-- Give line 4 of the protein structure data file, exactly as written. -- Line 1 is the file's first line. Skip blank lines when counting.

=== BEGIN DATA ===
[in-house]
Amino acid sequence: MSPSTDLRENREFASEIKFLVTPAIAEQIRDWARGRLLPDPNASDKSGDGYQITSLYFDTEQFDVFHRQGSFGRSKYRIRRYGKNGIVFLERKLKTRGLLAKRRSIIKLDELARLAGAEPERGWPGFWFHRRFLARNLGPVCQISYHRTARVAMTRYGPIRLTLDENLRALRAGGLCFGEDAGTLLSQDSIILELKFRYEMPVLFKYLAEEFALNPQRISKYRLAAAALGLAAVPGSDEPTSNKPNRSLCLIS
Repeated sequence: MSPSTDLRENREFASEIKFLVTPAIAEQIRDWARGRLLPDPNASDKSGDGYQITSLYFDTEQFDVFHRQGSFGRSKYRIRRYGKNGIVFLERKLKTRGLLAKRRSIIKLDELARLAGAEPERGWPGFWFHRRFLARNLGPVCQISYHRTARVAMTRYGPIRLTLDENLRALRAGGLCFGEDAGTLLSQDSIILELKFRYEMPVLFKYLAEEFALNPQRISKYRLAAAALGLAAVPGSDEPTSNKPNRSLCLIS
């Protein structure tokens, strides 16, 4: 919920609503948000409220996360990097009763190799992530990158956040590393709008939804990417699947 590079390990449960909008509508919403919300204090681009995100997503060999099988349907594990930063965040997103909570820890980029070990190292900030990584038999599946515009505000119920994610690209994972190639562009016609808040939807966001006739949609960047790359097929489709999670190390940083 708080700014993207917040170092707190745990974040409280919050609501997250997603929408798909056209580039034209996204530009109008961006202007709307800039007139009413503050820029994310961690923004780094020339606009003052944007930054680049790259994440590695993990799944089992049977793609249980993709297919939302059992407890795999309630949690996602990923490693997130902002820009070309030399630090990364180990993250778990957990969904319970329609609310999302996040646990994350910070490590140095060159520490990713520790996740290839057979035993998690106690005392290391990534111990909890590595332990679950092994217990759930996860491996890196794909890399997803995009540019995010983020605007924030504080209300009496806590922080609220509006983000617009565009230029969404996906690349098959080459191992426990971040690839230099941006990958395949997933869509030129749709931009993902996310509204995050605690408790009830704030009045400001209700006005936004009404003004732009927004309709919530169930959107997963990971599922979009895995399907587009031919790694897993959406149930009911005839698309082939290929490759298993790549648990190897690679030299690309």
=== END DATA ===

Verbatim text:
């Protein structure tokens, strides 16, 4: 919920609503948000409220996360990097009763190799992530990158956040590393709008939804990417699947 590079390990449960909008509508919403919300204090681009995100997503060999099988349907594990930063965040997103909570820890980029070990190292900030990584038999599946515009505000119920994610690209994972190639562009016609808040939807966001006739949609960047790359097929489709999670190390940083 708080700014993207917040170092707190745990974040409280919050609501997250997603929408798909056209580039034209996204530009109008961006202007709307800039007139009413503050820029994310961690923004780094020339606009003052944007930054680049790259994440590695993990799944089992049977793609249980993709297919939302059992407890795999309630949690996602990923490693997130902002820009070309030399630090990364180990993250778990957990969904319970329609609310999302996040646990994350910070490590140095060159520490990713520790996740290839057979035993998690106690005392290391990534111990909890590595332990679950092994217990759930996860491996890196794909890399997803995009540019995010983020605007924030504080209300009496806590922080609220509006983000617009565009230029969404996906690349098959080459191992426990971040690839230099941006990958395949997933869509030129749709931009993902996310509204995050605690408790009830704030009045400001209700006005936004009404003004732009927004309709919530169930959107997963990971599922979009895995399907587009031919790694897993959406149930009911005839698309082939290929490759298993790549648990190897690679030299690309």